Cover

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p. 1

Title

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pp. i-iv

CONTENTS

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pp. v-vi

LIST OF FIGURES

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pp. vii-x

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Introduction

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pp. 0-23

The book of Job tells of a wealthy and virtuous man in an unfamiliar land in the East. His virtue is so great that God points him out to hassatan— literally the satan, “the adversary,” a sort of prosecuting attorney in the divine court, who, whether by temperament or profession, is skeptical regarding the possibility of genuine human...

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CHAPTER 1 Job in the Ancient Interpreters

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pp. 24-76

As modern readers informed by Enlightenment presuppositions and decades of historical critical scholarship, we think we know what the book of Job is and how to approach it. Like any other book, we assume it must be a fixed text with a beginning, middle, and end. We take for granted that it was written at a particular time by a particular person. We might (or might not) also ...

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CHAPTER 2 Job in Disputation

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pp. 77-114

The proliferation of stories swirling around Job described in the last chapter may give us pause. The eagerness to retell the story seems to suggest a reluctance to let it tell itself and a refusal even to acknowledge its central challenge. Why does God permit an innocent and virtuous man like Job to suffer? Reasons have been proposed—battling...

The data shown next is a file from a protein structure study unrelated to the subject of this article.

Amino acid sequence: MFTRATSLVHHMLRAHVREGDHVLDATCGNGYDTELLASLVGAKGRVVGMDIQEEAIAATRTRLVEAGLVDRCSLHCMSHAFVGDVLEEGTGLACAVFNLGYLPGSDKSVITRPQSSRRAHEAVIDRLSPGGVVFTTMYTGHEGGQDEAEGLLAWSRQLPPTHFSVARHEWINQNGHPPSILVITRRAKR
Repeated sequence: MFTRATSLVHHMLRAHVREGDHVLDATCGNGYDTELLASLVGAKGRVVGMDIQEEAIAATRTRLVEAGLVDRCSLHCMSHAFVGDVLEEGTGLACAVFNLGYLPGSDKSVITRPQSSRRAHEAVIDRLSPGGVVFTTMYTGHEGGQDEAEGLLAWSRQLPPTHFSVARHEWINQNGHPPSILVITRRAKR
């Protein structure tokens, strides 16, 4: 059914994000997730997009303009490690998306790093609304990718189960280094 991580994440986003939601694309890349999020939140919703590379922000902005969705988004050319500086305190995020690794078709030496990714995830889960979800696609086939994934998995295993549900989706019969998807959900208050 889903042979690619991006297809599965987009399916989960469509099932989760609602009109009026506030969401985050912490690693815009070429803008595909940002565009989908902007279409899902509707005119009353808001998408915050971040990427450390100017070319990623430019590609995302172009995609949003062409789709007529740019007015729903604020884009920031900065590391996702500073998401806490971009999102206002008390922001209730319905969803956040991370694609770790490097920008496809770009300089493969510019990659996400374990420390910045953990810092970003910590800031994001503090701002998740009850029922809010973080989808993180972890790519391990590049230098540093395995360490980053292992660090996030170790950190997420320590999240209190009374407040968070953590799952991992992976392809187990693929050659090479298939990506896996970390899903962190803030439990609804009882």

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CHAPTER 3 Job Enacted

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pp. 115-152

It is sometimes claimed that only the modern age has had the courage to hear Job’s voice, while premodern interpreters either tuned out his inspired rants and pleas, or construed them as expressions of weakness, vice, or pain-induced madness. We have seen a fair amount of such reframing, although we have found that most of it attends ...

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CHAPTER 4 Job in Theodicy

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pp. 153-193

Religious rivalry and secularization have undermined the authority of scripture, tradition, and liturgy in the modern West. As a result, new concerns—theodicy (the problem of evil), ethics, and individual religious experience—have taken center stage in the practice and the theory of religion. The book of Job,...

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CHAPTER 5 Job in Exile

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pp. 194-238

Thus far I have made a point of talking about the book of Job as a unified text. This is the way every book of the Bible was understood until modern historical critical scholarship changed our understanding of scripture. Earlier interpreters noticed oddities and tensions that we now attribute to multiple or even competing authorships,...

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Conclusion

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pp. 239-247

We have seen the book of Job studied, prayed, and performed. We have seen Job’s story supplemented, his words turned, and even turned inside-out. He has been a gentile, a Jew, a fable, a task. He has been tested and judged, as has his God. Both may have grown in the encounter. His story has been that of the exceptional friend of God, of the proud, the humble, the virtuous, and finally ...

NOTES

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pp. 248-267

INDEX LOCORUM

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pp. 268-271

SUBJECT INDEX

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pp. 272-285